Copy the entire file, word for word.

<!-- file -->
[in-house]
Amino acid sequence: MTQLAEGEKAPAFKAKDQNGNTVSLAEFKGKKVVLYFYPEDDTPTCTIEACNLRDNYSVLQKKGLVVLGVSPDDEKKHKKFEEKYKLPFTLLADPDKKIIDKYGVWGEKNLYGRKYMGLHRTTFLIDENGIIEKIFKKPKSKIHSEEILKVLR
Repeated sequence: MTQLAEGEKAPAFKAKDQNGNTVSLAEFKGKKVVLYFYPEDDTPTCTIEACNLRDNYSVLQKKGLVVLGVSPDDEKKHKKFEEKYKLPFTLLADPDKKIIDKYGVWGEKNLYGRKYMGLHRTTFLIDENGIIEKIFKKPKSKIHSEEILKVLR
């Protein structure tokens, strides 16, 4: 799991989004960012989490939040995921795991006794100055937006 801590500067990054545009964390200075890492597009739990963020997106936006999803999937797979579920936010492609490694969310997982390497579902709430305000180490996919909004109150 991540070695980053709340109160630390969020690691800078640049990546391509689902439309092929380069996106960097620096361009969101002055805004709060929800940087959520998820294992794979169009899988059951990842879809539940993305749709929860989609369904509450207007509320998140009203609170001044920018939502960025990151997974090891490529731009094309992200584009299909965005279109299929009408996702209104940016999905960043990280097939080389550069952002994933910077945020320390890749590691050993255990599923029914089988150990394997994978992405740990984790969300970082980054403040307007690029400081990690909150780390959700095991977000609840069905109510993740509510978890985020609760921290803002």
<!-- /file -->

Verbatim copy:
[in-house]
Amino acid sequence: MTQLAEGEKAPAFKAKDQNGNTVSLAEFKGKKVVLYFYPEDDTPTCTIEACNLRDNYSVLQKKGLVVLGVSPDDEKKHKKFEEKYKLPFTLLADPDKKIIDKYGVWGEKNLYGRKYMGLHRTTFLIDENGIIEKIFKKPKSKIHSEEILKVLR
Repeated sequence: MTQLAEGEKAPAFKAKDQNGNTVSLAEFKGKKVVLYFYPEDDTPTCTIEACNLRDNYSVLQKKGLVVLGVSPDDEKKHKKFEEKYKLPFTLLADPDKKIIDKYGVWGEKNLYGRKYMGLHRTTFLIDENGIIEKIFKKPKSKIHSEEILKVLR
């Protein structure tokens, strides 16, 4: 799991989004960012989490939040995921795991006794100055937006 801590500067990054545009964390200075890492597009739990963020997106936006999803999937797979579920936010492609490694969310997982390497579902709430305000180490996919909004109150 991540070695980053709340109160630390969020690691800078640049990546391509689902439309092929380069996106960097620096361009969101002055805004709060929800940087959520998820294992794979169009899988059951990842879809539940993305749709929860989609369904509450207007509320998140009203609170001044920018939502960025990151997974090891490529731009094309992200584009299909965005279109299929009408996702209104940016999905960043990280097939080389550069952002994933910077945020320390890749590691050993255990599923029914089988150990394997994978992405740990984790969300970082980054403040307007690029400081990690909150780390959700095991977000609840069905109510993740509510978890985020609760921290803002």